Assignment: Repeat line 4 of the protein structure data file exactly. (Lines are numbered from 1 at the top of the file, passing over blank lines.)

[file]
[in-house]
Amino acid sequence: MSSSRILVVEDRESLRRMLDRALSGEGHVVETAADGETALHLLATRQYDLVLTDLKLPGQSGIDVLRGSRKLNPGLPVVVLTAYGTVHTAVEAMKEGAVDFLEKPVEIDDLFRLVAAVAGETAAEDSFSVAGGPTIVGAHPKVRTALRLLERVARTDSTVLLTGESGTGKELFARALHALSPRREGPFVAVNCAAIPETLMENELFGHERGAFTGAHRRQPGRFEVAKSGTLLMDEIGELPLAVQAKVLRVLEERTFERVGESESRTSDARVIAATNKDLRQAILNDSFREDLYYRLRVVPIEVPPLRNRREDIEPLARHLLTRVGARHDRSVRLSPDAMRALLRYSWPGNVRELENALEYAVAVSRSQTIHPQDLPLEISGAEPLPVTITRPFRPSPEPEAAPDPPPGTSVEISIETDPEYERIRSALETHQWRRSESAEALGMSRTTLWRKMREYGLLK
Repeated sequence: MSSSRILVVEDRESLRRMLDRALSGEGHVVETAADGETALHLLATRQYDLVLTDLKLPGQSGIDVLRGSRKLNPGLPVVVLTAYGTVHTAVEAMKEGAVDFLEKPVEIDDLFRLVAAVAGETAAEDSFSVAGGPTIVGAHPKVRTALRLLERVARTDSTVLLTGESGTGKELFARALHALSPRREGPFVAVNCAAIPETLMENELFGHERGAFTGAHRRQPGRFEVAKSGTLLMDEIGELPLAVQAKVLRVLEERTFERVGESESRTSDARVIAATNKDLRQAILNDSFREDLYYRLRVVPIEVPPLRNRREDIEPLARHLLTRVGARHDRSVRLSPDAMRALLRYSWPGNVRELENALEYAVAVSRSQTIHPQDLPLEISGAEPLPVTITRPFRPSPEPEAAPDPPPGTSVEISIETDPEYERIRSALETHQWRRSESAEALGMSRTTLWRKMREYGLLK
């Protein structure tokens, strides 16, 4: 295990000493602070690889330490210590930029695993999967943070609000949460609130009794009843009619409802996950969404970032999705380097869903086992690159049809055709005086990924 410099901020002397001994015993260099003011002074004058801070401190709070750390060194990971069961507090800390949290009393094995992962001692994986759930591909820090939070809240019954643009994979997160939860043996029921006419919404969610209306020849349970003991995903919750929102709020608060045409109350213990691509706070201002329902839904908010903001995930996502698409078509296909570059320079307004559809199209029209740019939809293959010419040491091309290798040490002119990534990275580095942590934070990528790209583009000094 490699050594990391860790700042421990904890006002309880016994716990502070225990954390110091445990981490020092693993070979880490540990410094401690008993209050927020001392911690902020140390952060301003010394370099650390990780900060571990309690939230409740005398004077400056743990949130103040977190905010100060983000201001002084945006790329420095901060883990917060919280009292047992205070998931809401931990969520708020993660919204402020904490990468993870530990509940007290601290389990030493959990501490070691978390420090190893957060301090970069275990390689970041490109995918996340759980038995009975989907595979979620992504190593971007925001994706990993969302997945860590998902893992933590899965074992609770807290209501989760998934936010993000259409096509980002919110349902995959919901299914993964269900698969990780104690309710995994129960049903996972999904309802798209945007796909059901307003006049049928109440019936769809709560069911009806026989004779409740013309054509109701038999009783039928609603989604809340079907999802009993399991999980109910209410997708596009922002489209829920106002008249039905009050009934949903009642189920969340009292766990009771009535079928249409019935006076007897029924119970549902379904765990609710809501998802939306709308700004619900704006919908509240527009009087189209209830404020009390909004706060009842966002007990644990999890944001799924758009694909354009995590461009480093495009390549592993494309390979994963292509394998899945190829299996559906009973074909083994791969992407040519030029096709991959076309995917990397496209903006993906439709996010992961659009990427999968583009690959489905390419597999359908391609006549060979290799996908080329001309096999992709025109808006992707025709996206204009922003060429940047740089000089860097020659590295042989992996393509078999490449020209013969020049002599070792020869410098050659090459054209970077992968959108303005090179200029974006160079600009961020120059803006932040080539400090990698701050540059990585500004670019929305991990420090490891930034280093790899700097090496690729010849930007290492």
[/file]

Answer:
């Protein structure tokens, strides 16, 4: 295990000493602070690889330490210590930029695993999967943070609000949460609130009794009843009619409802996950969404970032999705380097869903086992690159049809055709005086990924 410099901020002397001994015993260099003011002074004058801070401190709070750390060194990971069961507090800390949290009393094995992962001692994986759930591909820090939070809240019954643009994979997160939860043996029921006419919404969610209306020849349970003991995903919750929102709020608060045409109350213990691509706070201002329902839904908010903001995930996502698409078509296909570059320079307004559809199209029209740019939809293959010419040491091309290798040490002119990534990275580095942590934070990528790209583009000094 490699050594990391860790700042421990904890006002309880016994716990502070225990954390110091445990981490020092693993070979880490540990410094401690008993209050927020001392911690902020140390952060301003010394370099650390990780900060571990309690939230409740005398004077400056743990949130103040977190905010100060983000201001002084945006790329420095901060883990917060919280009292047992205070998931809401931990969520708020993660919204402020904490990468993870530990509940007290601290389990030493959990501490070691978390420090190893957060301090970069275990390689970041490109995918996340759980038995009975989907595979979620992504190593971007925001994706990993969302997945860590998902893992933590899965074992609770807290209501989760998934936010993000259409096509980002919110349902995959919901299914993964269900698969990780104690309710995994129960049903996972999904309802798209945007796909059901307003006049049928109440019936769809709560069911009806026989004779409740013309054509109701038999009783039928609603989604809340079907999802009993399991999980109910209410997708596009922002489209829920106002008249039905009050009934949903009642189920969340009292766990009771009535079928249409019935006076007897029924119970549902379904765990609710809501998802939306709308700004619900704006919908509240527009009087189209209830404020009390909004706060009842966002007990644990999890944001799924758009694909354009995590461009480093495009390549592993494309390979994963292509394998899945190829299996559906009973074909083994791969992407040519030029096709991959076309995917990397496209903006993906439709996010992961659009990427999968583009690959489905390419597999359908391609006549060979290799996908080329001309096999992709025109808006992707025709996206204009922003060429940047740089000089860097020659590295042989992996393509078999490449020209013969020049002599070792020869410098050659090459054209970077992968959108303005090179200029974006160079600009961020120059803006932040080539400090990698701050540059990585500004670019929305991990420090490891930034280093790899700097090496690729010849930007290492």